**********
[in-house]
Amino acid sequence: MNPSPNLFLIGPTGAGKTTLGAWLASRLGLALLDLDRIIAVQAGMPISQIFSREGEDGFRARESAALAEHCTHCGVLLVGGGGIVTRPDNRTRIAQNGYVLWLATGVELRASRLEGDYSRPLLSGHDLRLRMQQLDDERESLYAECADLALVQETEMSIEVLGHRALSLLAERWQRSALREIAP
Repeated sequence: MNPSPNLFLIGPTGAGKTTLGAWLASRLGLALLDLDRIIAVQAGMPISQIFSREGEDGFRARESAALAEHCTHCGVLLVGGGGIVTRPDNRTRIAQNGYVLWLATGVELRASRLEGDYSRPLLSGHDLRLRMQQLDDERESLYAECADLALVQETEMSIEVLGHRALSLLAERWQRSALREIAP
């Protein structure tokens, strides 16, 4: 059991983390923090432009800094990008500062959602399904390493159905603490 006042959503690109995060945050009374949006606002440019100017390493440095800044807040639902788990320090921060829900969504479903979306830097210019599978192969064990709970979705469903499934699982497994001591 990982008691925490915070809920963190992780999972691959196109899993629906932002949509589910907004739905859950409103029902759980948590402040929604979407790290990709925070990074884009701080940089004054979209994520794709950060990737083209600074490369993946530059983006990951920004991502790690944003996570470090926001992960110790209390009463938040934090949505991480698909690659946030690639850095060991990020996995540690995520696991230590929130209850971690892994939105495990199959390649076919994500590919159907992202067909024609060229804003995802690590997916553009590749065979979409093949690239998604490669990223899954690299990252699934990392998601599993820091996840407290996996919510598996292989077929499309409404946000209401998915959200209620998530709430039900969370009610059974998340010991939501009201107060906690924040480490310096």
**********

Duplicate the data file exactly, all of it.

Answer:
[in-house]
Amino acid sequence: MNPSPNLFLIGPTGAGKTTLGAWLASRLGLALLDLDRIIAVQAGMPISQIFSREGEDGFRARESAALAEHCTHCGVLLVGGGGIVTRPDNRTRIAQNGYVLWLATGVELRASRLEGDYSRPLLSGHDLRLRMQQLDDERESLYAECADLALVQETEMSIEVLGHRALSLLAERWQRSALREIAP
Repeated sequence: MNPSPNLFLIGPTGAGKTTLGAWLASRLGLALLDLDRIIAVQAGMPISQIFSREGEDGFRARESAALAEHCTHCGVLLVGGGGIVTRPDNRTRIAQNGYVLWLATGVELRASRLEGDYSRPLLSGHDLRLRMQQLDDERESLYAECADLALVQETEMSIEVLGHRALSLLAERWQRSALREIAP
């Protein structure tokens, strides 16, 4: 059991983390923090432009800094990008500062959602399904390493159905603490 006042959503690109995060945050009374949006606002440019100017390493440095800044807040639902788990320090921060829900969504479903979306830097210019599978192969064990709970979705469903499934699982497994001591 990982008691925490915070809920963190992780999972691959196109899993629906932002949509589910907004739905859950409103029902759980948590402040929604979407790290990709925070990074884009701080940089004054979209994520794709950060990737083209600074490369993946530059983006990951920004991502790690944003996570470090926001992960110790209390009463938040934090949505991480698909690659946030690639850095060991990020996995540690995520696991230590929130209850971690892994939105495990199959390649076919994500590919159907992202067909024609060229804003995802690590997916553009590749065979979409093949690239998604490669990223899954690299990252699934990392998601599993820091996840407290996996919510598996292989077929499309409404946000209401998915959200209620998530709430039900969370009610059974998340010991939501009201107060906690924040480490310096």